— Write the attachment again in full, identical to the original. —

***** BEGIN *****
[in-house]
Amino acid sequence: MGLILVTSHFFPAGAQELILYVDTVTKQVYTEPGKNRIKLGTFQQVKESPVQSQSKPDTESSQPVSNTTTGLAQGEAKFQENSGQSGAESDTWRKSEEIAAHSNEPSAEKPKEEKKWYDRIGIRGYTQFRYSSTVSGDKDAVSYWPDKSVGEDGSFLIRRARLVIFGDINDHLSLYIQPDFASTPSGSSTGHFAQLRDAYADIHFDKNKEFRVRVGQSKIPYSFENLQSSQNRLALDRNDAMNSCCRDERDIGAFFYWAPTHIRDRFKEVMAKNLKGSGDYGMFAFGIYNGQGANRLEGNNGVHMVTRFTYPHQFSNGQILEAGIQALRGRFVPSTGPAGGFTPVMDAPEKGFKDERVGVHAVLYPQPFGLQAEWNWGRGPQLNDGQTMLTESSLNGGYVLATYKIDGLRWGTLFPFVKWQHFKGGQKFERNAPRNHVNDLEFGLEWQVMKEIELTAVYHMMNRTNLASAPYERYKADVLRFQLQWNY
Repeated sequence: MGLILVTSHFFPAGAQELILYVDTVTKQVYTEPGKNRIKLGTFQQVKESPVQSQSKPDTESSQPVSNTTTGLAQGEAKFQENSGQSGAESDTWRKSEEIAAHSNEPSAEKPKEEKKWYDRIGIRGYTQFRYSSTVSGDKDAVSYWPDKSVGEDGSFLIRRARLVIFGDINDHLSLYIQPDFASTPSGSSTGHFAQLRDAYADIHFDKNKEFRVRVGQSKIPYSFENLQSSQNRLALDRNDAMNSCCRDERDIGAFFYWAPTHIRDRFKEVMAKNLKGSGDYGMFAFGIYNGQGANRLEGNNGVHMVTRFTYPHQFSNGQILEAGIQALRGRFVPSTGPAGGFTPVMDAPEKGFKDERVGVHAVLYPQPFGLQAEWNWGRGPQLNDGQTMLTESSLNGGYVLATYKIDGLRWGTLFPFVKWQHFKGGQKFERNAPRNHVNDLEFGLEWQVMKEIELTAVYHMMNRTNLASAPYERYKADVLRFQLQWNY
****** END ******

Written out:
[in-house]
Amino acid sequence: MGLILVTSHFFPAGAQELILYVDTVTKQVYTEPGKNRIKLGTFQQVKESPVQSQSKPDTESSQPVSNTTTGLAQGEAKFQENSGQSGAESDTWRKSEEIAAHSNEPSAEKPKEEKKWYDRIGIRGYTQFRYSSTVSGDKDAVSYWPDKSVGEDGSFLIRRARLVIFGDINDHLSLYIQPDFASTPSGSSTGHFAQLRDAYADIHFDKNKEFRVRVGQSKIPYSFENLQSSQNRLALDRNDAMNSCCRDERDIGAFFYWAPTHIRDRFKEVMAKNLKGSGDYGMFAFGIYNGQGANRLEGNNGVHMVTRFTYPHQFSNGQILEAGIQALRGRFVPSTGPAGGFTPVMDAPEKGFKDERVGVHAVLYPQPFGLQAEWNWGRGPQLNDGQTMLTESSLNGGYVLATYKIDGLRWGTLFPFVKWQHFKGGQKFERNAPRNHVNDLEFGLEWQVMKEIELTAVYHMMNRTNLASAPYERYKADVLRFQLQWNY
Repeated sequence: MGLILVTSHFFPAGAQELILYVDTVTKQVYTEPGKNRIKLGTFQQVKESPVQSQSKPDTESSQPVSNTTTGLAQGEAKFQENSGQSGAESDTWRKSEEIAAHSNEPSAEKPKEEKKWYDRIGIRGYTQFRYSSTVSGDKDAVSYWPDKSVGEDGSFLIRRARLVIFGDINDHLSLYIQPDFASTPSGSSTGHFAQLRDAYADIHFDKNKEFRVRVGQSKIPYSFENLQSSQNRLALDRNDAMNSCCRDERDIGAFFYWAPTHIRDRFKEVMAKNLKGSGDYGMFAFGIYNGQGANRLEGNNGVHMVTRFTYPHQFSNGQILEAGIQALRGRFVPSTGPAGGFTPVMDAPEKGFKDERVGVHAVLYPQPFGLQAEWNWGRGPQLNDGQTMLTESSLNGGYVLATYKIDGLRWGTLFPFVKWQHFKGGQKFERNAPRNHVNDLEFGLEWQVMKEIELTAVYHMMNRTNLASAPYERYKADVLRFQLQWNY